We have relatively few hobbies as a family. We like going to the movies (and by like I mean love), and we like to hike. I’m from Alaska, so hiking has always been part of my DNA. Thankfully, my family enjoys it as well.

On the Fourth of July my family and I went hiking near Kamas, Utah. There’s this great bunch of waterfalls near the road. We decided to hike up the falls and the river for a bit.

It was great fun. The river wasn’t fast-flowing, which made for a peaceful hike upstream. We would hike, then stop and my son would swim in the larger pools. We walked on the shore. We traversed felled trees. We walked on slipper rocks. It was great.

The thing I noticed about hiking up the river was how each of us needed to be flexible. There was no real path up, and we had never been to this river before, so we had to improvise and find our way.

Mediation Requires Flexibility

Divorce mediation is sort of like hiking up a river, and the # 1 skill you need is flexibility.

As I’ve said before, mediation is all about negotiation. It’s very different from a trial where you go and present evidence and let a judge decide your fate. In mediation, there’s constant give-and-take. If you don’t like the path you’re headed down in mediation, you have to think about walking up a different path by offering different things. You have to navigate the anger and hurt inherent in divorce. This means you might have to change the tone of negotiations to be more conciliatory. You may be surprised at how willing the other side is to come to an agreement, which means you might be more willing to work on solutions than you anticipated. On the other hand, the other side might dig their heals in on something, and you might have to determine whether to work around that or whether to go to trial.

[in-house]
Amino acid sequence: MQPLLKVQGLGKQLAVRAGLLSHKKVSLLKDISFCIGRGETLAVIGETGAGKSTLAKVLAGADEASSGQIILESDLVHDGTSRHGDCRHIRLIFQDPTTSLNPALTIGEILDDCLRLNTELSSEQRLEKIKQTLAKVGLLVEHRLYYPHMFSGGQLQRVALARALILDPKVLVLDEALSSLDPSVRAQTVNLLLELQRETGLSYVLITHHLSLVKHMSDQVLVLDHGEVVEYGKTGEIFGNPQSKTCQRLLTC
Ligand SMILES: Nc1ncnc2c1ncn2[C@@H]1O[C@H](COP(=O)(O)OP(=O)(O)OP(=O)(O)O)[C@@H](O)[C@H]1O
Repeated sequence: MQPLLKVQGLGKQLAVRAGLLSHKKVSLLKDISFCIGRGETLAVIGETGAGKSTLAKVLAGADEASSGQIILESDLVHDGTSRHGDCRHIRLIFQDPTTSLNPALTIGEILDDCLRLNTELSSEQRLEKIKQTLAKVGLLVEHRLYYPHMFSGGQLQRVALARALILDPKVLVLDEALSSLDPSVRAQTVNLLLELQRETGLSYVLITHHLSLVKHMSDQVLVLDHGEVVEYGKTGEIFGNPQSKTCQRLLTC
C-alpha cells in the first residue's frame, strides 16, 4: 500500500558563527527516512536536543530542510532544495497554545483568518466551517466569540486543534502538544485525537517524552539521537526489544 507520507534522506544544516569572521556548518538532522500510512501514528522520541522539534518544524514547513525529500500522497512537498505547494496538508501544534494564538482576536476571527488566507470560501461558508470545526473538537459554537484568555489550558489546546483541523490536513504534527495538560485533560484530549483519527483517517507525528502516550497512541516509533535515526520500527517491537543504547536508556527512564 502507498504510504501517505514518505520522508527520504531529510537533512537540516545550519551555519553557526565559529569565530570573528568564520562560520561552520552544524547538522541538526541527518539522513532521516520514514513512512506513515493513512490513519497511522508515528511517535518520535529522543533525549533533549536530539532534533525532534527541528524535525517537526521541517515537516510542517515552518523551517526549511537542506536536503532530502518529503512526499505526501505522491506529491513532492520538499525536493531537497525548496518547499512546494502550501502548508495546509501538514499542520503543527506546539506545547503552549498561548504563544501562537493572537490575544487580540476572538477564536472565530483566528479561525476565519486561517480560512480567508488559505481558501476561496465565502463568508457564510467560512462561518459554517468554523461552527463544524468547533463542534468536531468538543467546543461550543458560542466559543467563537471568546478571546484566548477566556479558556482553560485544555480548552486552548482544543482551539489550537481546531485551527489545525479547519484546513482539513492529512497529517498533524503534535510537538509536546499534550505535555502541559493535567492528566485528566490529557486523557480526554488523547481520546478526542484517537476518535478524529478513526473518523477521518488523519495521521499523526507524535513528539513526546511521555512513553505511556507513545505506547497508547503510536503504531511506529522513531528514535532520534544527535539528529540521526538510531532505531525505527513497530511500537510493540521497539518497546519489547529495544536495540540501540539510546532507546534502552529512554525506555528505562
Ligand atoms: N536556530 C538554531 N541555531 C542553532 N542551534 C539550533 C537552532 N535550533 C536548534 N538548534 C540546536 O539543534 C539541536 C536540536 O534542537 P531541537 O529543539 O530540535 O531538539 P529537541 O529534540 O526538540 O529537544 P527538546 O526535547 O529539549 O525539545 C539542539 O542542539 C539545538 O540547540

Now, what I’ve said above doesn’t mean you lack direction or give in. Even though we had to be flexible to find the best way up the river, we still had principles we followed. For example, we always went upstream, and we always looked for the least dangerous path.

And while these principles ultimately led us to where we wanted to go, our path up the river included lots of twists and turns. It wasn’t the straight line we envisioned because we had to make compromises along the way, but we made it to our ultimate destination.

Compromise and flexibility are not easy skills to muster in divorce. You may want to stick it to the other person. That, like hiking in a straight line up a river, is not the best way to get you where you want to go. Be flexible, especially in mediation. If you’ll do this, you’ll arrive at your destination in much better shape.

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